Penn State board meets, still feels the heat

during a meeting of the Penn State board of trustees in Hershey. "We've made a good deal of progress in the last several weeks," he said in an interview. ALEX BRANDON / Associated Press
during a meeting of the Penn State board of trustees in Hershey. "We've made a good deal of progress in the last several weeks," he said in an interview. ALEX BRANDON / Associated Press (Penn State president Rodney Erickson speaks)
Posted: March 18, 2012

HERSHEY, Pa. - The new chairwoman of Pennsylvania State University's governing board on Friday recommitted the leadership to seek justice for victims of sexual abuse, and transparency and change in school operations.

But angry alumni came here carrying their own message for Karen Peetz and her colleagues: Step down. Now.

One group here at the board of trustees meeting wore blue-and-white T-shirts that spelled out "R-E-S-I-G-N." In interviews, they said the board that dismissed football coach Joe Paterno and president Graham B. Spanier for failure of leadership, amid allegations of child molestation by a former assistant coach, was itself responsible for gross failure of oversight.

"I'm outraged and embarrassed by the leadership of my university," said Wendy Silverwood, a 1982 graduate who lives in West Chester. "They had legal and moral responsibility to act when this occurred decades ago."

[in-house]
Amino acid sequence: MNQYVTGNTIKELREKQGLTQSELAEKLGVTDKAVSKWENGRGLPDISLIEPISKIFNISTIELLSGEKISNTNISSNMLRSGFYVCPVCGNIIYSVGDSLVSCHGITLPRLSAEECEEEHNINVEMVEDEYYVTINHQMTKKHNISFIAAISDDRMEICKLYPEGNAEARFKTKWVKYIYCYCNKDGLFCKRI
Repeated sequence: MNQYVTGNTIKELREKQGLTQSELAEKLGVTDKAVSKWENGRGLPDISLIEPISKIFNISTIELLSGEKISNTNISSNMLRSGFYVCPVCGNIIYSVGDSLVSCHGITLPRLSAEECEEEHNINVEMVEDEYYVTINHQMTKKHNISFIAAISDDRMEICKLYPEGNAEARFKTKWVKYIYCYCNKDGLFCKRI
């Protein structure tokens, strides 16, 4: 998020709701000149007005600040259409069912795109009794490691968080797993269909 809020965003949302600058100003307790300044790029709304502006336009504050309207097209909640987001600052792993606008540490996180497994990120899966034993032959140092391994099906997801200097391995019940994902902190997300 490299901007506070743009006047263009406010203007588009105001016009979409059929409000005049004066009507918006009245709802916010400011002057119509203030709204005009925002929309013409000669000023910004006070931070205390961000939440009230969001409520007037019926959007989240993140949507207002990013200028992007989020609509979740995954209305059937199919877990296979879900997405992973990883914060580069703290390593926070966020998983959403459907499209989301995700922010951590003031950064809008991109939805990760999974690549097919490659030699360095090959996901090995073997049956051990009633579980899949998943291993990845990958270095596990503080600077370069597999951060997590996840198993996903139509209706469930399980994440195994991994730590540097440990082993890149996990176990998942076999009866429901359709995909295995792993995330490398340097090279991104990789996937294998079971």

Silverwood, who wore the letter "I" in "resign," said she and others want answers from the board and "want to know where the leadership of the university was when this went down."

The meeting here in the state's sweetest city revealed the depth of emotion that continues to surround the sudden firing of Paterno in November. Board members have received hate mail and even death threats.

As the meeting came to order Friday, Peetz said she was "awestruck" by the commitment of students, faculty, and staff to the school, calling them "an example for others to follow." She credited school president Rodney Erickson as a leader who "took over at a time when we needed him most," and her fellow board members as people who selflessly donate hours of time to the school.

Former Penn State and Pittsburgh Steelers star Franco Harris sat with arms folded as routine presentations went on and on, at one point raising his hand to try to ask a question. He wasn't called on, and later left, trailed by reporters.

"This board doesn't have any leadership qualities," Harris said. "This board of trustees has hurt Penn State."

Harris said he had wanted to ask the question, "Which police department should Paterno have called?" The university regulations do not specify, he said, questioning how Paterno could then be held responsible for failing to notify police.

Harris was upset that by the time he left the meeting, more than an hour after it began, no one among the leadership had mentioned Paterno's death.

Reporters asked if he thought that was disrespectful.

"Understatement," he said.